*FREEBIE* Multiple correct hotspots with single and double-click requirements

Mar 18, 2016


I had a request from a client to modify a hotspot quiz question from a simulation that would allow the learner to answer the question correctly if 1. They single-clicked the EDIT button or 2. Double-clicked item in the list. If they click (single) anywhere outside of the two hotspots they would get the question incorrect. This can’t be done with the hotspot question the screen recording produces so

1) Create a blank slide and exported the screen image at that point in the recording.

2) Created two radio buttons. By default they are part of a button set so if one is in the selected state the other isn’t.

3) Select Insert > Convert to Freeform > Select One option. Rename and set the first radio button to “Correct”. Rename and set the second radio button to “Incorrect”.

4) In the slide view, click on the “Incorrect” radio button so that it is selected. This eliminates the need to have a trigger set the “incorrect” button to a selected state when the slide begins.

5) Insert two hotspots over each of the areas the learner can click on.

6) Assign two triggers to each hotspot. The first trigger changes the “Correct” radio button to the selected state when the user clicks (for the first hotspot) or double clicks (for the second hotspot). The second trigger will submit interaction “Pick One” when user clicks (for the first hotspot) or double-clicks (for the second hotspot).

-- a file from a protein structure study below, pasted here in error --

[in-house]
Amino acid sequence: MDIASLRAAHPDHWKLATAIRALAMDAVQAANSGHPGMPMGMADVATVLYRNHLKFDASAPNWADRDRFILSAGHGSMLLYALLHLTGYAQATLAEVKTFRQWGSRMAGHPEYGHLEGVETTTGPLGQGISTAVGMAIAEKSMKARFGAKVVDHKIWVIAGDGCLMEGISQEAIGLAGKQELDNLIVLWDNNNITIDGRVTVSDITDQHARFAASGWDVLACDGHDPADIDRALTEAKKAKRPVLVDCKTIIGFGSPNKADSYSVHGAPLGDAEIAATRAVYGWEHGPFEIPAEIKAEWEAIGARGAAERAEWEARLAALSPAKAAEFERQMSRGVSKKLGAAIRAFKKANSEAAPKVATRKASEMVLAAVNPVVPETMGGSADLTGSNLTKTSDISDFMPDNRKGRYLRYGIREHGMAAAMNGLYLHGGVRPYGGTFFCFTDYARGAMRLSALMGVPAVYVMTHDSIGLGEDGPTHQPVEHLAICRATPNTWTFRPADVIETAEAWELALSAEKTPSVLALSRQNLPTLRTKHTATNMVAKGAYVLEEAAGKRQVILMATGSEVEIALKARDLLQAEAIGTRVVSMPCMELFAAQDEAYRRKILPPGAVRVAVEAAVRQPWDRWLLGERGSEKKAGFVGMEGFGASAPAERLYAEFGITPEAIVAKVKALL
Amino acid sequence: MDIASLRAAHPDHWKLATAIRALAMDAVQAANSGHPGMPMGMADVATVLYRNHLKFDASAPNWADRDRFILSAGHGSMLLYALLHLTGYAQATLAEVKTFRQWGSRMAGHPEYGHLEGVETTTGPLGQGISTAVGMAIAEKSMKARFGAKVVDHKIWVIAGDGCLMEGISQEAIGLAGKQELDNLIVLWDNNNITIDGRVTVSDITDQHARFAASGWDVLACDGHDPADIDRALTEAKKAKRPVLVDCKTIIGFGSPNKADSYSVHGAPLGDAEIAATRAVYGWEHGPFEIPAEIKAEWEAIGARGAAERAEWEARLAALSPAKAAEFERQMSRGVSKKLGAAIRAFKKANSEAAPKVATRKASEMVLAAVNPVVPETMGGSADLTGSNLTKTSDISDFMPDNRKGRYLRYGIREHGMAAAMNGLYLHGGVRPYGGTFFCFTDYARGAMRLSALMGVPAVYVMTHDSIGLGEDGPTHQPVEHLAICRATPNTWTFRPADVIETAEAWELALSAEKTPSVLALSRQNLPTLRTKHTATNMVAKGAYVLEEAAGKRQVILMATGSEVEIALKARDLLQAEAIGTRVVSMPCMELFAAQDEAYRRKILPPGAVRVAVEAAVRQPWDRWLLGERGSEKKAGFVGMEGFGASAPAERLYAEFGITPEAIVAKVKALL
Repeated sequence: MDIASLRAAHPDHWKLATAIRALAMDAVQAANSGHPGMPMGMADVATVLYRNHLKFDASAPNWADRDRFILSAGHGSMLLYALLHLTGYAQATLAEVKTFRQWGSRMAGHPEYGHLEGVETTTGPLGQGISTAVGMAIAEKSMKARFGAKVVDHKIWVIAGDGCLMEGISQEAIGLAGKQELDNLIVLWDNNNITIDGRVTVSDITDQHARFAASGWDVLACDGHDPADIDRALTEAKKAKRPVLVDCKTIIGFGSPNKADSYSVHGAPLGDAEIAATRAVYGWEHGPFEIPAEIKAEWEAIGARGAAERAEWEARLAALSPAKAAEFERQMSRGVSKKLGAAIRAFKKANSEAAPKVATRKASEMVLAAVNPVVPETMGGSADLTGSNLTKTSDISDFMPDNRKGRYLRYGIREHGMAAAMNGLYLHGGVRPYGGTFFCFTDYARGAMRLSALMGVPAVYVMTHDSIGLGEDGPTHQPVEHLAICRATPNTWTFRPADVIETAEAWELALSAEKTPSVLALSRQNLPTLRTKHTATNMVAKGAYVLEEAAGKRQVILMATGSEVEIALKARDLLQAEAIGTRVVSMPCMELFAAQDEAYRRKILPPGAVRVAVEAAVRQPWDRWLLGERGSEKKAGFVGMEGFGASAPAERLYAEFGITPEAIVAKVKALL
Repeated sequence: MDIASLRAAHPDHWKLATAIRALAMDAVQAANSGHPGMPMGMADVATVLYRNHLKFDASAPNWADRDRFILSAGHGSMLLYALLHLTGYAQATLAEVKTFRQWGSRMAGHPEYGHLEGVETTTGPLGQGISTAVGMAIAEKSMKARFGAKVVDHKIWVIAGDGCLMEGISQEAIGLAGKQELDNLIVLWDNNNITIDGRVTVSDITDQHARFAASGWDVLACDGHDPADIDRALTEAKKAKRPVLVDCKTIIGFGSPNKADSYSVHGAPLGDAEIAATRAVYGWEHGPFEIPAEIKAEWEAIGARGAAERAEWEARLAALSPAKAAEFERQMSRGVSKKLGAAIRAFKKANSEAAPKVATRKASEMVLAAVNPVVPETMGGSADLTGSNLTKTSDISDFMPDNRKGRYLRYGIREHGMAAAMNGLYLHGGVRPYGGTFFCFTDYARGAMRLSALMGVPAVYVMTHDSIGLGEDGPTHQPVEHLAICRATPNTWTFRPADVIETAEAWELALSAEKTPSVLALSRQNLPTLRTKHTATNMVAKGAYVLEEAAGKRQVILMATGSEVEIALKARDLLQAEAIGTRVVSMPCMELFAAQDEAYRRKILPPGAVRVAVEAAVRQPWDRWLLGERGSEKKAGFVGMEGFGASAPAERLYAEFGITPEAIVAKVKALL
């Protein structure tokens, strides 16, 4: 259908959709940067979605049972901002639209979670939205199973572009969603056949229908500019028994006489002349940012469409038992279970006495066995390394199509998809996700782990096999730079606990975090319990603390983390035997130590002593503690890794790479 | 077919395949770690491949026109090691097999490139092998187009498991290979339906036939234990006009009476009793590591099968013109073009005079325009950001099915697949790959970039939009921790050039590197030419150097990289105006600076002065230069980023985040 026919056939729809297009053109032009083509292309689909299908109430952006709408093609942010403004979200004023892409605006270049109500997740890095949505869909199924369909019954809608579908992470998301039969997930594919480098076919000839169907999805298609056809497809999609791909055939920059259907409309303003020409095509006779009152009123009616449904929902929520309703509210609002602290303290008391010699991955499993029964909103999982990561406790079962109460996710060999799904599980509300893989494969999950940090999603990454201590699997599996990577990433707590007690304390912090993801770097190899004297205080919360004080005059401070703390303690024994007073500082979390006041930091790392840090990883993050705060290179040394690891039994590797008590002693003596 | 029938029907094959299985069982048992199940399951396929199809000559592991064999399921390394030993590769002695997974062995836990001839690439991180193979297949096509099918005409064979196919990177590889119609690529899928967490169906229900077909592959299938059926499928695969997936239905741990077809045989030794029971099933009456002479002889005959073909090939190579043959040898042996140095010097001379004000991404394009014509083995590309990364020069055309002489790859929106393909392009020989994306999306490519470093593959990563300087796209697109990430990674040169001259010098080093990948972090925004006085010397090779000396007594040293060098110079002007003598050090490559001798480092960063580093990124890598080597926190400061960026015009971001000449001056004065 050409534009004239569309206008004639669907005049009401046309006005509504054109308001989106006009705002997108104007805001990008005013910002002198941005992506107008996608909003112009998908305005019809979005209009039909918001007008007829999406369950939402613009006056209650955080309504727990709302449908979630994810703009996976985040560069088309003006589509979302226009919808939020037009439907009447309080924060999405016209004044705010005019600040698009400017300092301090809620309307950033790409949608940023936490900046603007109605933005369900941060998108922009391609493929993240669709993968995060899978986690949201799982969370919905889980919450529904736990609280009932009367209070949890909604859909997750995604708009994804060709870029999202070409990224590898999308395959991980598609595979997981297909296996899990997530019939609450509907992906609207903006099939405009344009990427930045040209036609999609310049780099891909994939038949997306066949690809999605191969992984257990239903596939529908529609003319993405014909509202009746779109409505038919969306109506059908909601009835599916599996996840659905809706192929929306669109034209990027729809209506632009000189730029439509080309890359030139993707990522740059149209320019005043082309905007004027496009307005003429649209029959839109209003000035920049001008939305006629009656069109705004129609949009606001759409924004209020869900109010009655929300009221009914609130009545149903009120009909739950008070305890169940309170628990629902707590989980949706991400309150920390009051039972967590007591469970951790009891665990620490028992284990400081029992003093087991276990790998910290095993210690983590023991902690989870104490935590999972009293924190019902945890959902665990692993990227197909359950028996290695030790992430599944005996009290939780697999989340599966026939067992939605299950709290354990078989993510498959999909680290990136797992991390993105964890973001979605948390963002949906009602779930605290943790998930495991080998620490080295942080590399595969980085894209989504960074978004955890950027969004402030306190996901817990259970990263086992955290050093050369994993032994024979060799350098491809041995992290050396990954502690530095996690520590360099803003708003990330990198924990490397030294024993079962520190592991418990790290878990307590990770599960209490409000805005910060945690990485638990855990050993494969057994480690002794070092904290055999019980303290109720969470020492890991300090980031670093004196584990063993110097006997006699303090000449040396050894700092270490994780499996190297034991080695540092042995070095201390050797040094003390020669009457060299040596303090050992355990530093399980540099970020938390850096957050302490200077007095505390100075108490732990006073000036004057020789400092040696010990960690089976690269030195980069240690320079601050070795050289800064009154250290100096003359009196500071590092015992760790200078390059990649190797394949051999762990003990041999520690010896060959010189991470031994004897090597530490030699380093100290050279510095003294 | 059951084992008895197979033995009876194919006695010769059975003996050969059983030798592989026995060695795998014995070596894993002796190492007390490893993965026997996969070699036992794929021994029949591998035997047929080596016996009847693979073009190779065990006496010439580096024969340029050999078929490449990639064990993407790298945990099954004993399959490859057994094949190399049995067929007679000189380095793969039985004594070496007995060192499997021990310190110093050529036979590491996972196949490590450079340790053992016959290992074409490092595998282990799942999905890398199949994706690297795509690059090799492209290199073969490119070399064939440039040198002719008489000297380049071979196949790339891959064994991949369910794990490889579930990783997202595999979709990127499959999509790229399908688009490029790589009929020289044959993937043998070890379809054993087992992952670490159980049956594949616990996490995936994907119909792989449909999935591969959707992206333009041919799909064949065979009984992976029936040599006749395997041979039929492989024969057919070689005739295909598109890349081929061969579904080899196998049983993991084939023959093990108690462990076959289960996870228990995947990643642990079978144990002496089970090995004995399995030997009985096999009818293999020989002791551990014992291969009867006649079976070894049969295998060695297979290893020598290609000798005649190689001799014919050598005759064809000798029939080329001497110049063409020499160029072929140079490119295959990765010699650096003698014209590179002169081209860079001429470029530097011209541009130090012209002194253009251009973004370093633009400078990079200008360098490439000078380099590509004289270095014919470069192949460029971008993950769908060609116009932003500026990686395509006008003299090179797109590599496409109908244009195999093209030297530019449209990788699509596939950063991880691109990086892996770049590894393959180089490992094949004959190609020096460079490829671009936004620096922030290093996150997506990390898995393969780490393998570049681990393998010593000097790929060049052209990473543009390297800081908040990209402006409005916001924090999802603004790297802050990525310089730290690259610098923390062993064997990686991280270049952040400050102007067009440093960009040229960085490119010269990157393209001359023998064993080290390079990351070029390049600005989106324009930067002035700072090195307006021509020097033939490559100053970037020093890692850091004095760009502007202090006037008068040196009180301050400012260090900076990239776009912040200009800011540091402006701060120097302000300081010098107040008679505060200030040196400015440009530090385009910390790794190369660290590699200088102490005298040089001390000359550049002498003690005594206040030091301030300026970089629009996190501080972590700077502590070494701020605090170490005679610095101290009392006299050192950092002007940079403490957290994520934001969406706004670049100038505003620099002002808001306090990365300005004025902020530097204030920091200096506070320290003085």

7) For an incorrect response, insert a hotspot that covers the entire screen and sits behind the two correct hotspots. Set two triggers to Submit interaction “Pick One” when the user clicks hotspot 3 and when the user double-clicks hotspot 3. I had set it to when user clicks outside either of the two hotspots but this won’t work in HTML5.

8) Finally turn off the change mouse on hover for each of the three hotspots.

Of course there a few optional items I didn’t include in these instructions but this will work without those and I am including the sample so you can deconstruct it further as you desire. And feel free to contact me with questions. I like this particular method because it doesn’t require the use of variables which are always a time killer.

1 Reply
Leslie McKerchie

Hi Charles!

Thanks for popping in to share.

You are welcome to EDIT the title of your post to read "FREEBIE" or perhaps "DEMO" so that it will quickly denote that your post is a contribution rather than a question. 

Also, in case you weren't aware, you would also be welcome to share your post over here in our design-related Building Better Courses forum too.

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